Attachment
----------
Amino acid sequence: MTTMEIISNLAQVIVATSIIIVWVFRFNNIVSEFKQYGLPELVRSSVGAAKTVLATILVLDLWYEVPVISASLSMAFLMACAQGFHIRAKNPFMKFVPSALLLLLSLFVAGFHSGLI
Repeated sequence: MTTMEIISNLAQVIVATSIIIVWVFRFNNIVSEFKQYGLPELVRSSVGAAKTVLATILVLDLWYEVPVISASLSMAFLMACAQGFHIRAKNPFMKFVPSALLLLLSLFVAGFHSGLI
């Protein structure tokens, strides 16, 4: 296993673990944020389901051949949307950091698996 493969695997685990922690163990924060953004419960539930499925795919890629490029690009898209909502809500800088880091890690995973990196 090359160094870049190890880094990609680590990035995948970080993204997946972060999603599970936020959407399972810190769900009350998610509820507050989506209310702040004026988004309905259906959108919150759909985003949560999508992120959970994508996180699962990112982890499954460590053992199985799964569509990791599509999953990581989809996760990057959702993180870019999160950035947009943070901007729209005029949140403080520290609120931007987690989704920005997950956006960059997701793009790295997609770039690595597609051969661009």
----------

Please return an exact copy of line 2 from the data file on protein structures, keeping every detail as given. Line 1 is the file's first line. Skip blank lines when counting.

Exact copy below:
Repeated sequence: MTTMEIISNLAQVIVATSIIIVWVFRFNNIVSEFKQYGLPELVRSSVGAAKTVLATILVLDLWYEVPVISASLSMAFLMACAQGFHIRAKNPFMKFVPSALLLLLSLFVAGFHSGLI